Economics

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Planet Money Podcast On today's show, we follow up on a few of the stories we did in 2013. Radio Decades ago, amid fears of rapid population growth, a biologist and an economist made a bet about how many people the planet could sustain.

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Paul Krugman Paul Krugman Paul Robin Krugman (born February 28, 1953) is an American economist, Professor of Economics and International Affairs at the Woodrow Wilson School of Public and International Affairs at Princeton University, Centenary Professor at the London School of Economics, and an op-ed columnist for The New York Times.[2][3] In 2008, Krugman won the Nobel Memorial Prize in Economic Sciences for his contributions to New Trade Theory and New Economic Geography. According to the prize Committee, the prize was given for Krugman's work explaining the patterns of international trade and the geographic concentration of wealth, by examining the effects of economies of scale and of consumer preferences for diverse goods and services. Krugman is known in academia for his work on international economics (including trade theory, economic geography, and international finance),[5][6] liquidity traps, and currency crises. Krugman is ranked among the most influential economic thinkers in the US.[7]
The other day someone — I don’t remember who or where — asked an interesting question: when did it become so common to disparage anyone who hasn’t made it big, hasn’t gotten rich, as a “loser”? Well, that’s actually a question we can answer, using Google Ngrams, which track the frequency with which words or phrases are used in books: Sure enough, the term “losers” has become much more common since the 1960s. Economics and Politics - Paul Krugman Blog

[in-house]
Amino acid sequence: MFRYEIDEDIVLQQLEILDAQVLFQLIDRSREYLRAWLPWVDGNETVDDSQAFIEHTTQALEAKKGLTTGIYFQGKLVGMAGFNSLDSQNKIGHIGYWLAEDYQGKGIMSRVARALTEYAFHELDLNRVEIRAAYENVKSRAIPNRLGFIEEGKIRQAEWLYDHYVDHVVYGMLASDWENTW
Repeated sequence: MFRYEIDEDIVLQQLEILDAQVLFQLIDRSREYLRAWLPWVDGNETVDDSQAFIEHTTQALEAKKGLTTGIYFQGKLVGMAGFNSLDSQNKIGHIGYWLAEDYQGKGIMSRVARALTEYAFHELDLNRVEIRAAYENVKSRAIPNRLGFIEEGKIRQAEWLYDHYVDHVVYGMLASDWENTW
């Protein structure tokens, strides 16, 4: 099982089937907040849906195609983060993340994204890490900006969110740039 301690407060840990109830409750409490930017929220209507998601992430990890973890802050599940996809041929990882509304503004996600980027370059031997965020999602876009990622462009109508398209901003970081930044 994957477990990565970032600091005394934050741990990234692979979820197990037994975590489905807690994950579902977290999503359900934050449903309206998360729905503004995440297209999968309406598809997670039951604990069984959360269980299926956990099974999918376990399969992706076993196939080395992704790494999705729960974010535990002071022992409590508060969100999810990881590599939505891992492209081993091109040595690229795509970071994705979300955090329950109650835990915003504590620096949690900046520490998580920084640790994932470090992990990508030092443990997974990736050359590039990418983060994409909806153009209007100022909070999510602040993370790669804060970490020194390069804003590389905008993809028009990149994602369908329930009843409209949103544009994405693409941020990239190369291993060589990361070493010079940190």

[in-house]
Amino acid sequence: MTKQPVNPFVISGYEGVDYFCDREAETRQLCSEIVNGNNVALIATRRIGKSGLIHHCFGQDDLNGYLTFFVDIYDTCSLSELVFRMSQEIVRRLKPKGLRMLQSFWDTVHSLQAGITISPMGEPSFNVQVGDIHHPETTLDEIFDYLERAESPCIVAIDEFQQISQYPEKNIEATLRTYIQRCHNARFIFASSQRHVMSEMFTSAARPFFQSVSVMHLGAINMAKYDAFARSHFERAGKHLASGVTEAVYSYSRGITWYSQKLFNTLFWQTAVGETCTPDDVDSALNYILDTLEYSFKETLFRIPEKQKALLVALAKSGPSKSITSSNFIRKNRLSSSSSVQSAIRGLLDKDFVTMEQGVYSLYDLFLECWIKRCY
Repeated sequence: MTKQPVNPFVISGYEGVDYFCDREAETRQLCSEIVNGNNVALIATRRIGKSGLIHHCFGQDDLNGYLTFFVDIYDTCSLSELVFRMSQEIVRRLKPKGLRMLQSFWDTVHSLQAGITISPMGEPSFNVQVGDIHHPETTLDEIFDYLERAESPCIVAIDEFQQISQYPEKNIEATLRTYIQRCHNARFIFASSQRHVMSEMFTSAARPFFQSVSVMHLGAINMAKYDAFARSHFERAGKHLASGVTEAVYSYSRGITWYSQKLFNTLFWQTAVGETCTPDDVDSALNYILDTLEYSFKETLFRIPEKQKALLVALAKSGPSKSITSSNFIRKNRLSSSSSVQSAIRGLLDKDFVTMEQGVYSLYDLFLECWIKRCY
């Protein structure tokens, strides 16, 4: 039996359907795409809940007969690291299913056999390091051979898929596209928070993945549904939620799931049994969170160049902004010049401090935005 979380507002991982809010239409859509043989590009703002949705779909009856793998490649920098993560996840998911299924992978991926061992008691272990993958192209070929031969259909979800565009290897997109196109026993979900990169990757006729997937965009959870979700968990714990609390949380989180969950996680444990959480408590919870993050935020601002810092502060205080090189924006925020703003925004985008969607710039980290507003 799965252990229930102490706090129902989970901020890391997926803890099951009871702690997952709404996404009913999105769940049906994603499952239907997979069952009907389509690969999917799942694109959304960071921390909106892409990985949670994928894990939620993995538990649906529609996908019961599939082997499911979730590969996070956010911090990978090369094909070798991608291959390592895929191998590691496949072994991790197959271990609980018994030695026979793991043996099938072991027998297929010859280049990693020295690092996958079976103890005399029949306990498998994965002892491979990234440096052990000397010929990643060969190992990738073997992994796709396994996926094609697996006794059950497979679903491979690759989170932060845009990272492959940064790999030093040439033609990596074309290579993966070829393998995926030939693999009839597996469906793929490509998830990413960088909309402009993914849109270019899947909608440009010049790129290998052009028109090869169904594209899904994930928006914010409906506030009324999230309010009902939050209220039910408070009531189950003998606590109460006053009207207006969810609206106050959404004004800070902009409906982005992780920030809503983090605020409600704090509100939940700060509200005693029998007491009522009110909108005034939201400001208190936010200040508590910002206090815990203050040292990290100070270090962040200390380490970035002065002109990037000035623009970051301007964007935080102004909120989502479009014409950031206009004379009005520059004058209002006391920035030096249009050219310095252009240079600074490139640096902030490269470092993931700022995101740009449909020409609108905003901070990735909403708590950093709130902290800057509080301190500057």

Economics and Politics - Paul Krugman Blog

Friedrich Hayek Friedrich Hayek Friedrich August von Hayek CH (German: [ˈfʁiːdʁɪç ˈaʊ̯ɡʊst ˈhaɪ̯ɛk]; 8 May 1899 – 23 March 1992), born in Austria-Hungary as Friedrich August von Hayek and frequently known as F. A. Hayek, was an Austrian, later British,[1] economist[2] and philosopher best known for his defense of classical liberalism. In 1974, Hayek shared the Nobel Memorial Prize in Economic Sciences (with Gunnar Myrdal) for his "pioneering work in the theory of money and economic fluctuations and ... penetrating analysis of the interdependence of economic, social and institutional phenomena".[3] Hayek was a major political thinker of the twentieth century,[4] and his account of how changing prices communicate information which enables individuals to coordinate their plans is widely regarded as an important achievement in economics.[5]
The famous economist once called the gold standard "a barbarous relic." (Tim Gidal/Picture Post/Getty Images) On today's Planet Money: Podcast: John Maynard Keynes Has A Plan : Planet Money Podcast: John Maynard Keynes Has A Plan : Planet Money